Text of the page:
One of the most popular professors at the Claremont Colleges has been dead nearly 70 years. No – he isn’t a ghost or a zombie. Cornell Professor William Strunk, Jr.’s guide on writing, The Elements of Style, has aided countless undergraduates at the Claremont Colleges in refining their writing. The pocket-sized paperback has been in wide distribution since it was edited and expanded by Strunk’s former student, E.B. White (author of Charlotte’s Web), in 1959, and is now in its fourth edition.
Wide distribution is not just an expression in the case of Strunk & White, as the pamphlet is commonly known. In its first half-century, it has sold more than 10 million copies. The mention of Strunk & White can provoke cross remarks or high praise. While some rules, like the third rule, “Enclose parenthetic expressions between commas,” are widely agreed upon as fact, others like the seventeenth, “Omit needless words,” which declares that “vigorous writing is concise,” generate fierce debate within literary circles.
One English Professor writes that Strunk & White’s “advice ranges from limp platitudes to inconsistent nonsense.” In his eyes, the guide boils down to nothing more than “grammatical incompetents” and “idiosyncratic bumblers,” among other things.
Claremont McKenna College’s own Strunk & White evangelist, Government Professor John J. Pitney, would not be so unsympathetic. To Professor Pitney, “It’s a brief, clear book that teaches people how to write briefly and clearly.” Brevity and clarity are commonly accepted as the central tenets of this 85-page work, written for people of all ages, but especially for students.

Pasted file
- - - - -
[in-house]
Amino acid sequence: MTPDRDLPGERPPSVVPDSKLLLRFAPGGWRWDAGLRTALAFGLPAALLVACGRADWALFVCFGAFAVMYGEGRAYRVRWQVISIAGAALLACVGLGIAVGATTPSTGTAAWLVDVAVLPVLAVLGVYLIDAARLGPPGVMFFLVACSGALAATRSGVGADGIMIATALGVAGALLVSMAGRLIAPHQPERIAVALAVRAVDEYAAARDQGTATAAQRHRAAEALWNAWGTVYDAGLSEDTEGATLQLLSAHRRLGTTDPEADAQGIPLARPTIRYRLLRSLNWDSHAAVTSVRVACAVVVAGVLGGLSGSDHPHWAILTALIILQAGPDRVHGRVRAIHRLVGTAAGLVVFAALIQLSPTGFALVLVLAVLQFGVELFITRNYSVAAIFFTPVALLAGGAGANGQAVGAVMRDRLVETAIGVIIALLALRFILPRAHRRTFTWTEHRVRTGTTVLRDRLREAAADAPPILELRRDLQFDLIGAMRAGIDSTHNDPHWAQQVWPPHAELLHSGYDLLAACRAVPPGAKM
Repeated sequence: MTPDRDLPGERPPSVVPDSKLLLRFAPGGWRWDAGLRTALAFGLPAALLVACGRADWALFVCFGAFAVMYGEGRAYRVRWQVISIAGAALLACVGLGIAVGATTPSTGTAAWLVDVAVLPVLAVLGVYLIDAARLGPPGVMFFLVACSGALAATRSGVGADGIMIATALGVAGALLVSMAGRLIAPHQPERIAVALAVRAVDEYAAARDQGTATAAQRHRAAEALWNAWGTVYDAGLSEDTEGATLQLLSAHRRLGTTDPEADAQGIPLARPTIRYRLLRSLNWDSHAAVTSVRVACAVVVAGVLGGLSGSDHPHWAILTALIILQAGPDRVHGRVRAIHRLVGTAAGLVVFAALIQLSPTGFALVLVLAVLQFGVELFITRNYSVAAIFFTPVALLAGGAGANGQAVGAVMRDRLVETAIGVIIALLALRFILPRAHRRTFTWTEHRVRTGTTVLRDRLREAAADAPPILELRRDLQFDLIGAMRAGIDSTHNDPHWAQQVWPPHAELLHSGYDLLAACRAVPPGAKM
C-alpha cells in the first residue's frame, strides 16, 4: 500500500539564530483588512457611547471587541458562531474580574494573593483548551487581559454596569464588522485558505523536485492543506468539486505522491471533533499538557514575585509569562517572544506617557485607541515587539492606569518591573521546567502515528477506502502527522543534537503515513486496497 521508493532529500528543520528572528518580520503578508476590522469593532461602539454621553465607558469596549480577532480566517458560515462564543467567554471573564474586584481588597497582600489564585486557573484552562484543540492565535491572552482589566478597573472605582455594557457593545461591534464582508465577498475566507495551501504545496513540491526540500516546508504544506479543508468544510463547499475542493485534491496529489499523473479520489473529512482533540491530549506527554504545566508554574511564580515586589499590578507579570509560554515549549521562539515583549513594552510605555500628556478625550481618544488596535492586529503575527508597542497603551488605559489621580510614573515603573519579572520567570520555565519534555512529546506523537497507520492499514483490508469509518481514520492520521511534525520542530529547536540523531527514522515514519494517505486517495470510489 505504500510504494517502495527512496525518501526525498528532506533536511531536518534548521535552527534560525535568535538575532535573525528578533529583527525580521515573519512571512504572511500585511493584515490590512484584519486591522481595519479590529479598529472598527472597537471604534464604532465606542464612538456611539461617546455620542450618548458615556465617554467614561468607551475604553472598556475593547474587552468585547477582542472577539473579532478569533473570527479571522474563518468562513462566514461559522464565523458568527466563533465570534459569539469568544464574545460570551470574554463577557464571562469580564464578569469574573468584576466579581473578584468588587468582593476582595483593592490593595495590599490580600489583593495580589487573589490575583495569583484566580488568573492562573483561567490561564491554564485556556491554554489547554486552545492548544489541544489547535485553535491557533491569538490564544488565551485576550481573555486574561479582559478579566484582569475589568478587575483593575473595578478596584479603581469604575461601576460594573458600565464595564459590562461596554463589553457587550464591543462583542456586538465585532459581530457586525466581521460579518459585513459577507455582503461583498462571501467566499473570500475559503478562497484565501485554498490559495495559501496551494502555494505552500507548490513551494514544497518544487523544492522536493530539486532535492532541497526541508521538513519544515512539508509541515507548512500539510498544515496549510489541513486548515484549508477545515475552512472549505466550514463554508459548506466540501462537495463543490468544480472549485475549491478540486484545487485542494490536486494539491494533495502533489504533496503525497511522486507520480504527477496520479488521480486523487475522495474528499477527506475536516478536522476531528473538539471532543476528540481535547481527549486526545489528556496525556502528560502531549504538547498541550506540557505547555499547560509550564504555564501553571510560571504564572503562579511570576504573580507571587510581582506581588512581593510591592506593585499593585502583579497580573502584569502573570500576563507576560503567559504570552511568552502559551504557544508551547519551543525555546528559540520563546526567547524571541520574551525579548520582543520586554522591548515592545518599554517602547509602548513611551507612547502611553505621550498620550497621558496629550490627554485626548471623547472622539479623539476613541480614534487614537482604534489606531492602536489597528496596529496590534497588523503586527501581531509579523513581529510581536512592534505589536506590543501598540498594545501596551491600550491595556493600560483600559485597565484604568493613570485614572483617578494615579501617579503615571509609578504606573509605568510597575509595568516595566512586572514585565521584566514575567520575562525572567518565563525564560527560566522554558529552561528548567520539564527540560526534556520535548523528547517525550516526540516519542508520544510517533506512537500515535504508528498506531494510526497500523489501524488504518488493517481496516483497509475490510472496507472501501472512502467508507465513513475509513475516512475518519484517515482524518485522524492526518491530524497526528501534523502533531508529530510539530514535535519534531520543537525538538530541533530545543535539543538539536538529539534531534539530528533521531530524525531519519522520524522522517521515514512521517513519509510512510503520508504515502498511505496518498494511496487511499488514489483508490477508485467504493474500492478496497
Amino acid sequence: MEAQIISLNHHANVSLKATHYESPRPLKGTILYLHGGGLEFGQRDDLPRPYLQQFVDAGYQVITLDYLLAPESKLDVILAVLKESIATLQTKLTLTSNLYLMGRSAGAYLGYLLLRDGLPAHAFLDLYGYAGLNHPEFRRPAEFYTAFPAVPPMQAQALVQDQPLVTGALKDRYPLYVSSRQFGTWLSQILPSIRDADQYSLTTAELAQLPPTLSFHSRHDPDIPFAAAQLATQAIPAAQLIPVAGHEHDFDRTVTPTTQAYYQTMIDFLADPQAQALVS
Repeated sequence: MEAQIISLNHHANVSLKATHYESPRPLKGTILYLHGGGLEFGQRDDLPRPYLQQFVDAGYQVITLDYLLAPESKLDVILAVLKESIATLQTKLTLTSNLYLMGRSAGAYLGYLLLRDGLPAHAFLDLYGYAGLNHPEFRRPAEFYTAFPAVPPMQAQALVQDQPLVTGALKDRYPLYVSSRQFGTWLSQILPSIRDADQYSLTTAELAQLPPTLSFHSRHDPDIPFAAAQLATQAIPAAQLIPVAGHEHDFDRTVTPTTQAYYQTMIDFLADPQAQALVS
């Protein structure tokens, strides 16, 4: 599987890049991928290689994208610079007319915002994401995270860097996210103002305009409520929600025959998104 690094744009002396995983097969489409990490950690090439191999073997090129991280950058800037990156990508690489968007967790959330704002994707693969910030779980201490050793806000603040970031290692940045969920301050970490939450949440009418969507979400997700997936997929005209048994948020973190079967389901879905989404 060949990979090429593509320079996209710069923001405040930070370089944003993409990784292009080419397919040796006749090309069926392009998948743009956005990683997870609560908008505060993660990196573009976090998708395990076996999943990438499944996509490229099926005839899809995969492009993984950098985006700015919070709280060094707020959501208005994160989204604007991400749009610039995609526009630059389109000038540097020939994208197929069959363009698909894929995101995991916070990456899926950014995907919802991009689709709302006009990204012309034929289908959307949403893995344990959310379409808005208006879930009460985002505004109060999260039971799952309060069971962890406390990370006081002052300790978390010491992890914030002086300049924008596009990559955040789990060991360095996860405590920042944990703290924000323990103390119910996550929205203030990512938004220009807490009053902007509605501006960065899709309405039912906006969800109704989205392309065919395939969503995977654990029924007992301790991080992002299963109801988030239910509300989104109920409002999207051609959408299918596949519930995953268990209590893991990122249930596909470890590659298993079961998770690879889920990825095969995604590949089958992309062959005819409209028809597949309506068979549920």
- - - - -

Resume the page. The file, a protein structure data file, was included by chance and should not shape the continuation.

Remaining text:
Strunk & White brings to mind a different sort of device that has trained young people to make every word count: Twitter. We asked Professor Pitney, an avid tweeter himself, for his thoughts on Twitter with relation to Strunk & White. Both Strunk and White died well before the Internet was born, yet they surely would have had their own thoughts on one of its most unique and successful hatchlings.
Putting himself in their shoes, Pitney imagines that “they’d have mixed feelings. On the good side, it forces users to write concisely. On the bad side, it enables them to publish without thinking. Just look at what happened to Anthony Weiner.”
In that same vein, Pitney likened Twitter to the printing press. Both “spawned a vast amount of junk,” yet they also offer “more people more access to good information and writing than ever before.”
What most take away from their experience with Strunk & White is that they should refine each sentence down to as few words as possible; however, I would argue that such a mentality, while meritorious in and of itself, serves a second purpose. Paying closer attention to each word and its ability to contribute to a composition helps us arrive at what needs to be said more quickly, but also more clearly.
While a strict adherence to Strunk & White is not ideal for every writer, close attention to one’s word choice is imperative.
The transition in style from high school to college writing can be a challenging one for new students. Perhaps Strunk & White would not be a bad place to start for freshmen looking to improving their rhetorical prowess.
“Overall, it does more good than harm,” Pitney concluded in his best Strunk & White impersonation.